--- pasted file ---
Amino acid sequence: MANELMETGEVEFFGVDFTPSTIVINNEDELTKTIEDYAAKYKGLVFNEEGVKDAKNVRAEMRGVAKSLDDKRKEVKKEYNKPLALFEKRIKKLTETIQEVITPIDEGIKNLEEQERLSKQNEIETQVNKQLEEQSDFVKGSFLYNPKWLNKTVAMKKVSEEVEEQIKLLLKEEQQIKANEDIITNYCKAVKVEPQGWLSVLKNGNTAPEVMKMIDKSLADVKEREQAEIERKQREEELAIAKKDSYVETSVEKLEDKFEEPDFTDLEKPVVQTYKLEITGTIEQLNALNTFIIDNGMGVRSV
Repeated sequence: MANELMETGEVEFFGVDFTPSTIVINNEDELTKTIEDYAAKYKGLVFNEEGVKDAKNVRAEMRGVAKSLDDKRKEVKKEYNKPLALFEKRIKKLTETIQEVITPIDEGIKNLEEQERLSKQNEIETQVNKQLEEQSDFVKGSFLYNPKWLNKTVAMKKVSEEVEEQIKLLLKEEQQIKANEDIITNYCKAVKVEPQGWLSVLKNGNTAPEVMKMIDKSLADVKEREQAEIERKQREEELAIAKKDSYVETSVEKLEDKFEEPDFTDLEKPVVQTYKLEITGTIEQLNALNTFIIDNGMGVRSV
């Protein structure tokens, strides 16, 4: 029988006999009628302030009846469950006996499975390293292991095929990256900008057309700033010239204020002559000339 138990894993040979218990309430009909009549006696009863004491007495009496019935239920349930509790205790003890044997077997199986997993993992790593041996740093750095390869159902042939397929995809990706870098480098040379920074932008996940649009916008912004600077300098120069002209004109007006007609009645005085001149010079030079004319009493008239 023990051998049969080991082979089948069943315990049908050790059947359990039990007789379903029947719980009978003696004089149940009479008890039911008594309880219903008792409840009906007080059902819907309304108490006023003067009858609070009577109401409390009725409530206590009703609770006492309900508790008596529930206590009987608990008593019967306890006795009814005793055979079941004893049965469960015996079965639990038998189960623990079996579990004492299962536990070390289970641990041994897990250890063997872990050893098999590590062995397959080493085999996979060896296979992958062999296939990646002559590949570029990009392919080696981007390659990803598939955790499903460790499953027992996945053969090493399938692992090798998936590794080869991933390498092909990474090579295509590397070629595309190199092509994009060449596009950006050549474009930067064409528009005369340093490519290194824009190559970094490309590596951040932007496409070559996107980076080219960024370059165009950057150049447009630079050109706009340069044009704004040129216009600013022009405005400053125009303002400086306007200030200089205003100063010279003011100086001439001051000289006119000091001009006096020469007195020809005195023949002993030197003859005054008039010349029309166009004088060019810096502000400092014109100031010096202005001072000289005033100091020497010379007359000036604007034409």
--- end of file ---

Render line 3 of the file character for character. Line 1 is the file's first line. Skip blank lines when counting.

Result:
């Protein structure tokens, strides 16, 4: 029988006999009628302030009846469950006996499975390293292991095929990256900008057309700033010239204020002559000339 138990894993040979218990309430009909009549006696009863004491007495009496019935239920349930509790205790003890044997077997199986997993993992790593041996740093750095390869159902042939397929995809990706870098480098040379920074932008996940649009916008912004600077300098120069002209004109007006007609009645005085001149010079030079004319009493008239 023990051998049969080991082979089948069943315990049908050790059947359990039990007789379903029947719980009978003696004089149940009479008890039911008594309880219903008792409840009906007080059902819907309304108490006023003067009858609070009577109401409390009725409530206590009703609770006492309900508790008596529930206590009987608990008593019967306890006795009814005793055979079941004893049965469960015996079965639990038998189960623990079996579990004492299962536990070390289970641990041994897990250890063997872990050893098999590590062995397959080493085999996979060896296979992958062999296939990646002559590949570029990009392919080696981007390659990803598939955790499903460790499953027992996945053969090493399938692992090798998936590794080869991933390498092909990474090579295509590397070629595309190199092509994009060449596009950006050549474009930067064409528009005369340093490519290194824009190559970094490309590596951040932007496409070559996107980076080219960024370059165009950057150049447009630079050109706009340069044009704004040129216009600013022009405005400053125009303002400086306007200030200089205003100063010279003011100086001439001051000289006119000091001009006096020469007195020809005195023949002993030197003859005054008039010349029309166009004088060019810096502000400092014109100031010096202005001072000289005033100091020497010379007359000036604007034409």